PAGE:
CIL: Kill Or Cure?

If anyone doesn’t think that the Community Infrastructure Levy urgently needs reform, do read this 1 March 2017 VOA ruling on one of many thorny issues that arise constantly in practice: how to calculate indexation (as well as how to calculate chargeable floorspace) in relation to section 73 permissions that amend pre-CIL permissions. The copy of the ruling in the link to the gov.uk website is redacted but I can tell you that around £3m turned on the decision relating to a development of 527 dwellings. The authority in question (I will preserve anonymity) has been interpreting the Regulations in a way which it asserts to be literal and correct, but which leads to unfairly onerous liability arising (which for some people arises completely out of the blue by way of revised liability notices being served). 
The VOA member considered that the authority’s approach “is wrong and undermines the purpose of regulation 128A” (the regulation that seeks to avoid double charging in the case of development pursuant to section 73 permissions). I understand that the issue may now reach the High Court by way of judicial review. As with any tax legislation, the dilemma is as to what room is there for a purposive interpretation, however unfair the consequences of a literal reading. After all, see R (Orbital Shopping Park Swindon) Limited v Swindon Borough Council (Patterson J, 3 March 2016):
“…not only would the defendant’s approach be contrary to the whole approach to the interpretation of planning permissions it would be contrary to constitutional principles. As was said in Vestey v Inland Revenue Commissioners [1980] AC 1148 by Lord Wilberforce:


”Taxes are imposed upon subjects by Parliament. A citizen cannot be taxed unless he is designated in clear terms by a taxing Act as a taxpayer and the amount of his liability is clearly defined. 
A proposition that whether a subject is to be taxed or not, or, if he is, the amount of his liability, is to be decided (even though within a limit) by an administrative body represents a radical departure from constitutional principle. It may be that the revenue could persuade Parliament to enact such a proposition in such terms that the courts would have to give effect to it: but, unless it has done so, the courts, acting on constitutional principles not only should not, but cannot, validate it.
In that case a literal interpretation was to the benefit of the payer rather than the authority. Patterson J underlined “the importance of a close and clear analysis of what the statute actually requires“. 

The problem is that the 2010 Regulations are a hopeless mess; anything but clear to payer or authority alike – the antithesis of good tax legislation or indeed good planning legislation. The successive sets of amendments in 2011, 2012, 2013 and 2014 have resolved some problems, ignored others and created new ones. Due to ambiguities in the Regulations, CIL liability arising from a development is in many cases dependent on the approach being taken by individual collecting authorities, which is plainly contrary to the rule of law as well as wasteful of the time and money of all concerned. Planning consultants are having to act as tax accountants, with very large amounts of money at stake, dependent not just on an accurate reading of the legislation that accords with the collecting authority’s approach (unless there is to be an appeal to the VOA) but on service of the correct notices at the correct time – the process does not allow for any mercy on the part of the authority.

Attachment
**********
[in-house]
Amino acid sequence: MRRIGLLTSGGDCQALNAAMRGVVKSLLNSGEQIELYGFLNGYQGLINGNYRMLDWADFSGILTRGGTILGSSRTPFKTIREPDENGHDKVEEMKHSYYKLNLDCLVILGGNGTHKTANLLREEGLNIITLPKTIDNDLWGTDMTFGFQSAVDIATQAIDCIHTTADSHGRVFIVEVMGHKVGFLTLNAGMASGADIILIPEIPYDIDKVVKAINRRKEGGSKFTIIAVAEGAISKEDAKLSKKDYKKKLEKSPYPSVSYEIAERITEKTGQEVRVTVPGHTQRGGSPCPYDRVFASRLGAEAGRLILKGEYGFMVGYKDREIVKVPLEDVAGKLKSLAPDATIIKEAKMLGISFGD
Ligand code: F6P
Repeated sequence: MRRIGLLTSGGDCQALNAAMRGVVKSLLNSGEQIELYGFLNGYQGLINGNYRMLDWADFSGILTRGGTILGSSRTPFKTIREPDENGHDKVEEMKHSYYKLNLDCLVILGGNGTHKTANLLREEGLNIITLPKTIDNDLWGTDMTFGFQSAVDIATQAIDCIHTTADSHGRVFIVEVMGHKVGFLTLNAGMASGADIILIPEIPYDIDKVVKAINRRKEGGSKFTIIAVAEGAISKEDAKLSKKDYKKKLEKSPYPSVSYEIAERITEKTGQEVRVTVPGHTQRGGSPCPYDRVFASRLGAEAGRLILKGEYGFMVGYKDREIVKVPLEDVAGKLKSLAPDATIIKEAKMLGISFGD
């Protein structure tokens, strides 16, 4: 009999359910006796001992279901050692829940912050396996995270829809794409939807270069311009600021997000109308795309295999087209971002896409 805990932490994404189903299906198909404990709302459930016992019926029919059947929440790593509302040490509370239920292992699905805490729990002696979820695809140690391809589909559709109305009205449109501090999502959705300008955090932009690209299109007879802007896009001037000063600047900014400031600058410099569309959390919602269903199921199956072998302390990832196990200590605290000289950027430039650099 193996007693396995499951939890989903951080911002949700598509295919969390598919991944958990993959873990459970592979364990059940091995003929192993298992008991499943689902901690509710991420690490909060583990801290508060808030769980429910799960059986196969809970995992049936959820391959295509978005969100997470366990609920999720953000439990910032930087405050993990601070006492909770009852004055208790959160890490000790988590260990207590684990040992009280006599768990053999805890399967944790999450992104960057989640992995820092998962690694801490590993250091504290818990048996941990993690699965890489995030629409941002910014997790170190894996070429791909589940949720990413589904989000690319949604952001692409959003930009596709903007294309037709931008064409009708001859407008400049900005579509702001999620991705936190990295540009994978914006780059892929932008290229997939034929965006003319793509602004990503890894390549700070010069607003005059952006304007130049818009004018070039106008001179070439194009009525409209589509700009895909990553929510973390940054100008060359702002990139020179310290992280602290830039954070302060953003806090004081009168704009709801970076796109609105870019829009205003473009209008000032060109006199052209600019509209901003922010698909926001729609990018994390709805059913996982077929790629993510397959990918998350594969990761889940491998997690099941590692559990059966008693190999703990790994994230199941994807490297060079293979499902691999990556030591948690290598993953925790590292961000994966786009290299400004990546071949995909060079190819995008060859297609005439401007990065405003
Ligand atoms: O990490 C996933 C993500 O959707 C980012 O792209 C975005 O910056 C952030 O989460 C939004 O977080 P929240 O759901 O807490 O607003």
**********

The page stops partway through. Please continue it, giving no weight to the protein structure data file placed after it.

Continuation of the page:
Of course the planning system has from its outset wrestled with two core unresolved issues:
– The extent to which the system should have any land value capture role

– Apportionment of responsibilities between the state and developers/land owners for infrastructure delivery/funding. 

CIL is the latest attempt to square the circle but has proved hopelessly inefficient. 
For an excellent, detailed, analysis of the underlying issues, still nothing beats Tom Dobson’s 2012 paper to the Oxford Joint Planning Law Conference. 
Tom of course subsequently was one of the team, led by Liz Peace, appointed by the Government in November 2015 to:
“Assess the extent to which CIL does or can provide an effective mechanism for funding infrastructure, and to recommend changes that would improve its operation in support of the Government’s wider housing and growth objectives.” 

Whilst the political reverberations of Brexit have been an unwarranted distraction from things that might actually help to improve lives and provide homes, it is so disappointing that the review team’s report was only published in February 2017, alongside the Housing White Paper. (Why was it held up till then? There is no read-across to the white paper proposals). The report is dated October 2016 but its contents were an open secret as long ago as June last year (see my CIL BILL? 3.6.16 blog post). Not only that but the Government has indicated that it will not be responding to the report’s recommendations until this Autumn’s budget. This presumably means no substantial changes until April or October 2018 at the earliest.